Frequently Asked Buyer Questions

Buyers Frequently Asked Questions: As a buyer, you have to make sure to know how the market works before you step in, or you risk missing out on the property of your dreams when you find it. Here are the core questions most buyers have. Feel free to send me one of your own. If I’m interested in a property, how can I determine if the list price is fair? How do I know what price to offer for a property? Do I need to have a home inspection done on every home I’m interested in? What happens to my deposit while I await closing? How do I go about finding open houses? Can I get a lockbox key from you and just visit a house myself? What is your referral policy? Should I buy first or sell first? Can you tell me more about bidding wars? Should I buy new or re-sale When should I make my offer conditional Do you know any mortgage brokers or financing specialists How long should a closing take – how soon before I can move in I saw a great house on MLS.ca but when I drove by, it was already sold If I just want to get in to see some houses, why do I need a Buyer Representative Is a Buyer Representative’s service free to me Do I need a real estate lawyer if the offer documents are pretty standard How much do I have to put down on a property when making an offer What are homes selling for on a certain street Offers are being accepted by fax on a property I’m interested in. What does that mean, and how does that affect my chances of getting my dream home What happens if I buy a house and the sellers don’t deliver on their promises Do I get a better deal if I buy a house being sold by the bank What’s a CVA? What is an SPIS? If I’m interested in a property, how can I determine if the list price is fair? I will look at the property’s sales history and comparable recent sales to help assess true market value. How do I know what price to offer for a property?Based on comparable recent sales and my extensive experience, as well as any other relevant factors such as competing offers, I will recommend an offer price that will protect your best interests and give you your best chance to get your dream property. Do I need to have a home inspection done on every home I’m interested in?In some cases, the sellers might already have commissioned a recent home inspection by a reputable home inspector to...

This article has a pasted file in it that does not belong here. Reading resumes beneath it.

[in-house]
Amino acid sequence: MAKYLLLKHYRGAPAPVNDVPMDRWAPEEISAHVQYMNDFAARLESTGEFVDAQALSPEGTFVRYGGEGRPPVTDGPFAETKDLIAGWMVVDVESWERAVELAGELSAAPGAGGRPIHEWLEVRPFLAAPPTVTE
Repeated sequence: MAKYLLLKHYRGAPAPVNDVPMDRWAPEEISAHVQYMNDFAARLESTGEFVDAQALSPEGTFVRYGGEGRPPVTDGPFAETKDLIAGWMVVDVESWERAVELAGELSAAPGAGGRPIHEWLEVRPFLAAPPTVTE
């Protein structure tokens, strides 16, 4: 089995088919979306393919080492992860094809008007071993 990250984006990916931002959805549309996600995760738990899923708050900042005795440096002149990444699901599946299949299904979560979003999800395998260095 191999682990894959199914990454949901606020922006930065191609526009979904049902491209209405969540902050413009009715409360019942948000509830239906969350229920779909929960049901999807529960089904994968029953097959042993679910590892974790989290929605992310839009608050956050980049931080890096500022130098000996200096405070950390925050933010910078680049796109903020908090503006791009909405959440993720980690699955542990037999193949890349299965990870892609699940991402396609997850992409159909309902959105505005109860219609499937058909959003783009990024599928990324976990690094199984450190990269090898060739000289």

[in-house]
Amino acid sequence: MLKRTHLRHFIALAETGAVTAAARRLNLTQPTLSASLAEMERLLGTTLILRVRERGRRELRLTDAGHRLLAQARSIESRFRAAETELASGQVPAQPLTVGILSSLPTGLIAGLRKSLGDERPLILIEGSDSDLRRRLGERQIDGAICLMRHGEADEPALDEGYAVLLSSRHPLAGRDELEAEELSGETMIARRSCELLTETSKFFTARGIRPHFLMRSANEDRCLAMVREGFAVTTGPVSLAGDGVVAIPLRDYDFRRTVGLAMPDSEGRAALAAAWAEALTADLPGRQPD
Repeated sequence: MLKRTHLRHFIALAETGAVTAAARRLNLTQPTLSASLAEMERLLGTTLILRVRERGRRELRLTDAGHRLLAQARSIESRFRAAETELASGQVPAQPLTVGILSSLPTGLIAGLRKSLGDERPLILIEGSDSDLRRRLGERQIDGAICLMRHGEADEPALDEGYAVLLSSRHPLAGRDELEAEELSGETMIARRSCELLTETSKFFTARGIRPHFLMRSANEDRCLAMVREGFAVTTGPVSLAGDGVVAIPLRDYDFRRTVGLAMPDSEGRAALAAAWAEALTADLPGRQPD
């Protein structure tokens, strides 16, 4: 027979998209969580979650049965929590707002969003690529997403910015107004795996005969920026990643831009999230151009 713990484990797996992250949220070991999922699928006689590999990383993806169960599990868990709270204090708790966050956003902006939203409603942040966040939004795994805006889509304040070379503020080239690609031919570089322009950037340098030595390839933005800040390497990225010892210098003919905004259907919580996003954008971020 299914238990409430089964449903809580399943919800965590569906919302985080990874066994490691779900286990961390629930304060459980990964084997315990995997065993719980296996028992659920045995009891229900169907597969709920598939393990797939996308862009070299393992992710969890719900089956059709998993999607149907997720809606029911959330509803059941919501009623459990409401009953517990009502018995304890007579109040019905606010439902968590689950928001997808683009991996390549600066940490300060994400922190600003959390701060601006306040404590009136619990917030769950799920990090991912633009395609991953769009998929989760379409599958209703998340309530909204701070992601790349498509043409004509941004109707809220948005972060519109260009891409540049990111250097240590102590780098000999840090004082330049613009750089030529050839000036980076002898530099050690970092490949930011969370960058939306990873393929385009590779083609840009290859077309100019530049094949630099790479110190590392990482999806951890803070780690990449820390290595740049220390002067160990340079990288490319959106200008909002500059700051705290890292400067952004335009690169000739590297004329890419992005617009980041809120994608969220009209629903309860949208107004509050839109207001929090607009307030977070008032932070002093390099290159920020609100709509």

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Benefits of a Home Inpection